Angels of Bataan and Corregidor

American Nurse POWs rescued from Santo Tomas Internment Camp, 1945

Victims of Circumstance / Santo Tomas Internment Camp – Help identify men, women, and children in photos; contact fellow POWs or their families (Warning: Music starts automatically upon download)

Whenever possible, the military medic and the military nurse operate from field hospitals situated safely away from the line of fire. In most cases, this plan works as expected. War, however, is unpredictable no matter how well planned and there’d be no need for field hospitals if it weren’t for war. Perhaps one of the most famous field hospitals was in the Filipino capitol city, Manila, during World War II. In the Santo Tomas internment camp, all the medics were really only eleven US Army nurses and they were all American prisoners of war (POWs), held captive by the Japanese. All their patients were POWs, too.

The problem started in Sternberg General Hospital, where a full contingent of military medics, nurses, and support personnel were stationed shortly after the Japanese bombing of Pearl Harbor in 1941. Sternberg General was being used as a military hospital, as were several other hospitals throughout the city. Medical personnel from both the US Army and the US Navy were stationed there.

During the Battle of the Philippines (1941-1942), the Sternberg was invaded by Japanese warriors and its staff and patients held captive. During the last days of 1941, 88 Army nurses escaped and fled to Corregidor and Bataan. The Navy nurses chose to stay behind and tend to the sick and wounded at Sternberg.

The Army nurses got split up and eleven were captured by the Japanese and imprisoned at the University of Santo Tomas, which had been converted to a POW camp after the Japanese invasion. Twenty years of a disciplined nursing regimen in the military made it impossible for 57-year-old POW Captain Maude C. Davison to sit idly by; she instructed her fellow nurse captives to put on their working uniforms and create an infirmary. The Angels of Bataan had arrived.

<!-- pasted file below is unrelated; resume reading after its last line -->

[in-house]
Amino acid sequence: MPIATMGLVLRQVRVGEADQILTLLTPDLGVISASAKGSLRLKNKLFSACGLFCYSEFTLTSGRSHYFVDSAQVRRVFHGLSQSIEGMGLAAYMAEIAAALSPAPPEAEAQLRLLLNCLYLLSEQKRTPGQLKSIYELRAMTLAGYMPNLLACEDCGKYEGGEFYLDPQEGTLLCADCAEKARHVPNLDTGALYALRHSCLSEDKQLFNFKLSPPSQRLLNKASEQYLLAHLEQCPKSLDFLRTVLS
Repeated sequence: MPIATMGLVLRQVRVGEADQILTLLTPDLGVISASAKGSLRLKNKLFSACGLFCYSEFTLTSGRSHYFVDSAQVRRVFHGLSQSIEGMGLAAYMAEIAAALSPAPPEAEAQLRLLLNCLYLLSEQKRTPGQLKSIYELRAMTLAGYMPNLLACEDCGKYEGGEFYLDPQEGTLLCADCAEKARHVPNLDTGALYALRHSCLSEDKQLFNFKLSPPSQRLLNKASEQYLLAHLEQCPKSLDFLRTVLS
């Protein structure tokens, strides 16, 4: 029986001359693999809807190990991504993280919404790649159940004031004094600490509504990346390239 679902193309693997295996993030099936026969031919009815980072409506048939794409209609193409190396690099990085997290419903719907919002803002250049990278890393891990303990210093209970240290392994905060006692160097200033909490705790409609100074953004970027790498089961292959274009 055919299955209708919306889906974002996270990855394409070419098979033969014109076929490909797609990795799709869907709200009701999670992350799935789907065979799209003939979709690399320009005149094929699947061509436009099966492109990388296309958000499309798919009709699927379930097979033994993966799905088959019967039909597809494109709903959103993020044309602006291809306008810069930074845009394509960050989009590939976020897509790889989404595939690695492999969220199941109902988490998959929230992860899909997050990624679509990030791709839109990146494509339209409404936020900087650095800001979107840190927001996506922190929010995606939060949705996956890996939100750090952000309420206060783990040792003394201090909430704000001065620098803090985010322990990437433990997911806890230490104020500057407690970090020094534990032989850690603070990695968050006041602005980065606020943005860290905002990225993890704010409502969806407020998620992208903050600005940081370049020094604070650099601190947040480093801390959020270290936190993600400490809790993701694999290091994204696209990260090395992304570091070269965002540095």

Three years later, control of the POW camp transfered to the Imperial Japanese Army; living conditions already harsh in captivity became much worse. Food rations were reduced to just 960 calories a day for almost a year before they were restricted even further, to just 700 calories per person per day in January 1945. The average Angel would lose 30% of her body weight during captivity. When finally freed on February 3, 1945, Capt. Davison’s weight had dropped from 156 pounds to 80.

News of the captured military nurses – the Battling Belles of Bataan – spread quickly throughout the US, where their predicament was known but details were sketchy. Using the nurses as a battle cry on the home front, the federal government distributed posters urging American citizens to “Work! To set ‘em free!” During their captivity, three movies were made in tribute to the Angels of Bataan:

  • Cry ‘Havoc’ (1943)
  • So Proudly We Hail (1943)
  • They Were Expendable (1945)

The full contingent of Angels of Bataan and Corregidor included 1 nurse anesthetist, 11 Navy nurses, and 66 Army nurses. The men whose lives were touched by the Angels of Bataan and Corregidor erected a bronze plaque in their honor on April 9, 1980. It’s at the Mount Samat shrine on the Bataan Peninsula. It reads:

TO THE ANGELS– In honor of the valiant American military women who gave so much of themselves in the early days of World War II. They provided care and comfort to the gallant defenders of Bataan and Corregidor. They lived on a starvation diet, shared the bombing, strafing, sniping, sickness and disease while working endless hours of heartbreaking duty. These nurses always had a smile, a tender touch and a kind word for their patients. They truly earned the name–THE ANGELS OF BATAAN AND CORREGIDOR.

On August 20, 2001, Major Maude C. Davison was posthumously awarded the Distinguished Service Medal by the US Army in honor of her dedication to keeping her nurses living and working as US Army nurses even during the most brutal periods of captivity; she is attributed with saving their lives.

No such honor has yet been bestowed on US Navy Chief Nurse Laura M. Cobb.